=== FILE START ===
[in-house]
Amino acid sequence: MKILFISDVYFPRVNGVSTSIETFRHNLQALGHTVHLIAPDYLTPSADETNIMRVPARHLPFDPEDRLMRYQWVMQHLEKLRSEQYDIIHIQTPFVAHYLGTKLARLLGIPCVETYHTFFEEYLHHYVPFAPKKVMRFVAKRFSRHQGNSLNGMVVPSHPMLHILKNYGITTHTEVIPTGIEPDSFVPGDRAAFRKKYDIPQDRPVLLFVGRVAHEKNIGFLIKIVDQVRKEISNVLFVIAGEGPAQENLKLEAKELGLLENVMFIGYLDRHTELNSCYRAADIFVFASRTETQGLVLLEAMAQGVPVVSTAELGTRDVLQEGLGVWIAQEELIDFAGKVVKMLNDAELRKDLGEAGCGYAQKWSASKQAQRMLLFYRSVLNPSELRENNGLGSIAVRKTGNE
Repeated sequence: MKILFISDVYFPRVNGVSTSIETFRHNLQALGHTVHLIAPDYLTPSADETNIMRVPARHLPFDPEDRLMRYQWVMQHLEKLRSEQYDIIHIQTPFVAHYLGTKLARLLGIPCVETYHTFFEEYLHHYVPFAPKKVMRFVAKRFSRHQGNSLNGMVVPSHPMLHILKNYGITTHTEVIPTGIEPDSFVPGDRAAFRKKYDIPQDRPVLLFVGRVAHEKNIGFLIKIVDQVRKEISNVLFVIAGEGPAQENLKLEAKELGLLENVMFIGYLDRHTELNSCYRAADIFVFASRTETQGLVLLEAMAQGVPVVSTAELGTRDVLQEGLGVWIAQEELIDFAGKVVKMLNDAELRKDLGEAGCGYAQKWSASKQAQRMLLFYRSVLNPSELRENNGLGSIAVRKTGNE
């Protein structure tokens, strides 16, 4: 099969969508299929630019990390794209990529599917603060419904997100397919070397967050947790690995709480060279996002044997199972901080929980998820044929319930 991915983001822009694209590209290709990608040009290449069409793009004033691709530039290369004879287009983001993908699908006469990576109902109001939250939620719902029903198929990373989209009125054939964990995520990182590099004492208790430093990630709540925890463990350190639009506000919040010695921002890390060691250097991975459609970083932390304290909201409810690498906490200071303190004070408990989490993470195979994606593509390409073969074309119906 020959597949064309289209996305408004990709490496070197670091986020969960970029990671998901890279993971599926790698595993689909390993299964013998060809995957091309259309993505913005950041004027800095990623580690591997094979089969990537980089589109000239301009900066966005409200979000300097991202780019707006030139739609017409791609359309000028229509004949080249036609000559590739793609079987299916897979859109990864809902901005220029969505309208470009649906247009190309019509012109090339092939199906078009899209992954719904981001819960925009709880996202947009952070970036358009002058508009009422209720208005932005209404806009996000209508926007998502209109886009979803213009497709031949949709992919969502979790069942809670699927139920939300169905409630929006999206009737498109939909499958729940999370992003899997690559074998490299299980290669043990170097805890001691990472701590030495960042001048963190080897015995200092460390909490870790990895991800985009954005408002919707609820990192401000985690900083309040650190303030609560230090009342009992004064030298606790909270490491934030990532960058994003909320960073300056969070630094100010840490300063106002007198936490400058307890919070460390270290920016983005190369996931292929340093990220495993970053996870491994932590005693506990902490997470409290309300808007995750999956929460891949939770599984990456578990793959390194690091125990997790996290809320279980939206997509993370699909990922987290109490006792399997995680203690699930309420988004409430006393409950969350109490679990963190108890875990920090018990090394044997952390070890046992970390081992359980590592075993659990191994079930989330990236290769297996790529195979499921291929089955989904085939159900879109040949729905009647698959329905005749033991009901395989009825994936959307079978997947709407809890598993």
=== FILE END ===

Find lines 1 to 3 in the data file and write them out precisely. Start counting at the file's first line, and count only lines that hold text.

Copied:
[in-house]
Amino acid sequence: MKILFISDVYFPRVNGVSTSIETFRHNLQALGHTVHLIAPDYLTPSADETNIMRVPARHLPFDPEDRLMRYQWVMQHLEKLRSEQYDIIHIQTPFVAHYLGTKLARLLGIPCVETYHTFFEEYLHHYVPFAPKKVMRFVAKRFSRHQGNSLNGMVVPSHPMLHILKNYGITTHTEVIPTGIEPDSFVPGDRAAFRKKYDIPQDRPVLLFVGRVAHEKNIGFLIKIVDQVRKEISNVLFVIAGEGPAQENLKLEAKELGLLENVMFIGYLDRHTELNSCYRAADIFVFASRTETQGLVLLEAMAQGVPVVSTAELGTRDVLQEGLGVWIAQEELIDFAGKVVKMLNDAELRKDLGEAGCGYAQKWSASKQAQRMLLFYRSVLNPSELRENNGLGSIAVRKTGNE
Repeated sequence: MKILFISDVYFPRVNGVSTSIETFRHNLQALGHTVHLIAPDYLTPSADETNIMRVPARHLPFDPEDRLMRYQWVMQHLEKLRSEQYDIIHIQTPFVAHYLGTKLARLLGIPCVETYHTFFEEYLHHYVPFAPKKVMRFVAKRFSRHQGNSLNGMVVPSHPMLHILKNYGITTHTEVIPTGIEPDSFVPGDRAAFRKKYDIPQDRPVLLFVGRVAHEKNIGFLIKIVDQVRKEISNVLFVIAGEGPAQENLKLEAKELGLLENVMFIGYLDRHTELNSCYRAADIFVFASRTETQGLVLLEAMAQGVPVVSTAELGTRDVLQEGLGVWIAQEELIDFAGKVVKMLNDAELRKDLGEAGCGYAQKWSASKQAQRMLLFYRSVLNPSELRENNGLGSIAVRKTGNE